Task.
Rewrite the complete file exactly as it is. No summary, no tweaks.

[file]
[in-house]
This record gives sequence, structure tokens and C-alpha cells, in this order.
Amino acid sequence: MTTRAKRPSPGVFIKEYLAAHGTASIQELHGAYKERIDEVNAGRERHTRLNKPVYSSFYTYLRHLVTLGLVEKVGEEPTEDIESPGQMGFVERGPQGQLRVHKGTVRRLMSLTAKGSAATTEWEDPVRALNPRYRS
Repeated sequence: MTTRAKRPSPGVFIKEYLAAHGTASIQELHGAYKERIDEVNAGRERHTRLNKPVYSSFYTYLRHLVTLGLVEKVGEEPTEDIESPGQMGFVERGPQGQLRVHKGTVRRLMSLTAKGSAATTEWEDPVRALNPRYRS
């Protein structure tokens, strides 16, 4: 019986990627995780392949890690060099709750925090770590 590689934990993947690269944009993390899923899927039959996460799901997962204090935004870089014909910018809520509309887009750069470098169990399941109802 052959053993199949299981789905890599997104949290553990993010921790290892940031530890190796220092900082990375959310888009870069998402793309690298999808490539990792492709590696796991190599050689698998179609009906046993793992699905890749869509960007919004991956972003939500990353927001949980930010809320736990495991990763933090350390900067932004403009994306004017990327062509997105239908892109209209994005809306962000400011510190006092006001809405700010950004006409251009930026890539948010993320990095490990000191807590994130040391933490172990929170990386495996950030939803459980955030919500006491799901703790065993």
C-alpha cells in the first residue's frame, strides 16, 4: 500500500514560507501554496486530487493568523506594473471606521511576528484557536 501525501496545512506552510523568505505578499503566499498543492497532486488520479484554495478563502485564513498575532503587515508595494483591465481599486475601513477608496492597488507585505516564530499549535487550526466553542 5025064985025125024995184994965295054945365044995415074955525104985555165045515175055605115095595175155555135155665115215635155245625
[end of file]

[in-house]
This record gives sequence, structure tokens and C-alpha cells, in this order.
Amino acid sequence: MTTRAKRPSPGVFIKEYLAAHGTASIQELHGAYKERIDEVNAGRERHTRLNKPVYSSFYTYLRHLVTLGLVEKVGEEPTEDIESPGQMGFVERGPQGQLRVHKGTVRRLMSLTAKGSAATTEWEDPVRALNPRYRS
Repeated sequence: MTTRAKRPSPGVFIKEYLAAHGTASIQELHGAYKERIDEVNAGRERHTRLNKPVYSSFYTYLRHLVTLGLVEKVGEEPTEDIESPGQMGFVERGPQGQLRVHKGTVRRLMSLTAKGSAATTEWEDPVRALNPRYRS
């Protein structure tokens, strides 16, 4: 019986990627995780392949890690060099709750925090770590 590689934990993947690269944009993390899923899927039959996460799901997962204090935004870089014909910018809520509309887009750069470098169990399941109802 052959053993199949299981789905890599997104949290553990993010921790290892940031530890190796220092900082990375959310888009870069998402793309690298999808490539990792492709590696796991190599050689698998179609009906046993793992699905890749869509960007919004991956972003939500990353927001949980930010809320736990495991990763933090350390900067932004403009994306004017990327062509997105239908892109209209994005809306962000400011510190006092006001809405700010950004006409251009930026890539948010993320990095490990000191807590994130040391933490172990929170990386495996950030939803459980955030919500006491799901703790065993």
C-alpha cells in the first residue's frame, strides 16, 4: 500500500514560507501554496486530487493568523506594473471606521511576528484557536 501525501496545512506552510523568505505578499503566499498543492497532486488520479484554495478563502485564513498575532503587515508595494483591465481599486475601513477608496492597488507585505516564530499549535487550526466553542 5025064985025125024995184994965295054945365044995415074955525104985555165045515175055605115095595175155555135155665115215635155245625